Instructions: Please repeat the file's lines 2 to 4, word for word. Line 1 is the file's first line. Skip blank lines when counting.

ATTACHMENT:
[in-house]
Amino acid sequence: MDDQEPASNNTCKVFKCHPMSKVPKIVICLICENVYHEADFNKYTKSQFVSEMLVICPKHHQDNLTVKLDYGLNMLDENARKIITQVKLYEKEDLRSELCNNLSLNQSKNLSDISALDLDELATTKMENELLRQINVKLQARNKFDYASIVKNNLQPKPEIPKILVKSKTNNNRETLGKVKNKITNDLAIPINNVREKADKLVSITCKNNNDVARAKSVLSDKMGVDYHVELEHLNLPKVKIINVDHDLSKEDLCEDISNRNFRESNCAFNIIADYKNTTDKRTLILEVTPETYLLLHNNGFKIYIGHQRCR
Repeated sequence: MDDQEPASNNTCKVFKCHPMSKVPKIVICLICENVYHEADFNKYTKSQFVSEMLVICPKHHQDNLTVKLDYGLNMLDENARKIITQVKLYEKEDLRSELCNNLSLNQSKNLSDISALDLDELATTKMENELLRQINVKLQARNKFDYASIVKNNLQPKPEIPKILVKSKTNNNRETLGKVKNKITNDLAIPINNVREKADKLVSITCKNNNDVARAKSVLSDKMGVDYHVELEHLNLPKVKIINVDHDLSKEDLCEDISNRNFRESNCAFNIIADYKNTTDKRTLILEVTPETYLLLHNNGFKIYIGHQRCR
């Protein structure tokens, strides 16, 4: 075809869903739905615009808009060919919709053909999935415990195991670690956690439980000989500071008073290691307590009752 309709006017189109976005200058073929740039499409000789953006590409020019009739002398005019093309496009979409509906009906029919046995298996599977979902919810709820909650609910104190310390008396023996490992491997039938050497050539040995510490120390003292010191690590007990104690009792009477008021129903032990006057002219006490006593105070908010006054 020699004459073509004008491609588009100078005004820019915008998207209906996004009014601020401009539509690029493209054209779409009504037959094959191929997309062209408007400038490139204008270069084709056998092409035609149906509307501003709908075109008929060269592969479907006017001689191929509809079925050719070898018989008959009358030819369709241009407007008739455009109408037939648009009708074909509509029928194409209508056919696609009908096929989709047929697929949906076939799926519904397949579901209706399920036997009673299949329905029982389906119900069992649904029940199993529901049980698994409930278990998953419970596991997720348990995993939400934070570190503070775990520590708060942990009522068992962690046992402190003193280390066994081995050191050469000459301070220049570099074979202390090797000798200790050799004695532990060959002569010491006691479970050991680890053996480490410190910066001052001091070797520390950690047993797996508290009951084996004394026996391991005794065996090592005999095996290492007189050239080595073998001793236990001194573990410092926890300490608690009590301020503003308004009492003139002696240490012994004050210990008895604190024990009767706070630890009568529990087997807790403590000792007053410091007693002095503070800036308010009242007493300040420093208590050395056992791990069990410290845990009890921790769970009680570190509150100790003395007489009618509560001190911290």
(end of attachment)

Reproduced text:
Amino acid sequence: MDDQEPASNNTCKVFKCHPMSKVPKIVICLICENVYHEADFNKYTKSQFVSEMLVICPKHHQDNLTVKLDYGLNMLDENARKIITQVKLYEKEDLRSELCNNLSLNQSKNLSDISALDLDELATTKMENELLRQINVKLQARNKFDYASIVKNNLQPKPEIPKILVKSKTNNNRETLGKVKNKITNDLAIPINNVREKADKLVSITCKNNNDVARAKSVLSDKMGVDYHVELEHLNLPKVKIINVDHDLSKEDLCEDISNRNFRESNCAFNIIADYKNTTDKRTLILEVTPETYLLLHNNGFKIYIGHQRCR
Repeated sequence: MDDQEPASNNTCKVFKCHPMSKVPKIVICLICENVYHEADFNKYTKSQFVSEMLVICPKHHQDNLTVKLDYGLNMLDENARKIITQVKLYEKEDLRSELCNNLSLNQSKNLSDISALDLDELATTKMENELLRQINVKLQARNKFDYASIVKNNLQPKPEIPKILVKSKTNNNRETLGKVKNKITNDLAIPINNVREKADKLVSITCKNNNDVARAKSVLSDKMGVDYHVELEHLNLPKVKIINVDHDLSKEDLCEDISNRNFRESNCAFNIIADYKNTTDKRTLILEVTPETYLLLHNNGFKIYIGHQRCR
């Protein structure tokens, strides 16, 4: 075809869903739905615009808009060919919709053909999935415990195991670690956690439980000989500071008073290691307590009752 309709006017189109976005200058073929740039499409000789953006590409020019009739002398005019093309496009979409509906009906029919046995298996599977979902919810709820909650609910104190310390008396023996490992491997039938050497050539040995510490120390003292010191690590007990104690009792009477008021129903032990006057002219006490006593105070908010006054 020699004459073509004008491609588009100078005004820019915008998207209906996004009014601020401009539509690029493209054209779409009504037959094959191929997309062209408007400038490139204008270069084709056998092409035609149906509307501003709908075109008929060269592969479907006017001689191929509809079925050719070898018989008959009358030819369709241009407007008739455009109408037939648009009708074909509509029928194409209508056919696609009908096929989709047929697929949906076939799926519904397949579901209706399920036997009673299949329905029982389906119900069992649904029940199993529901049980698994409930278990998953419970596991997720348990995993939400934070570190503070775990520590708060942990009522068992962690046992402190003193280390066994081995050191050469000459301070220049570099074979202390090797000798200790050799004695532990060959002569010491006691479970050991680890053996480490410190910066001052001091070797520390950690047993797996508290009951084996004394026996391991005794065996090592005999095996290492007189050239080595073998001793236990001194573990410092926890300490608690009590301020503003308004009492003139002696240490012994004050210990008895604190024990009767706070630890009568529990087997807790403590000792007053410091007693002095503070800036308010009242007493300040420093208590050395056992791990069990410290845990009890921790769970009680570190509150100790003395007489009618509560001190911290």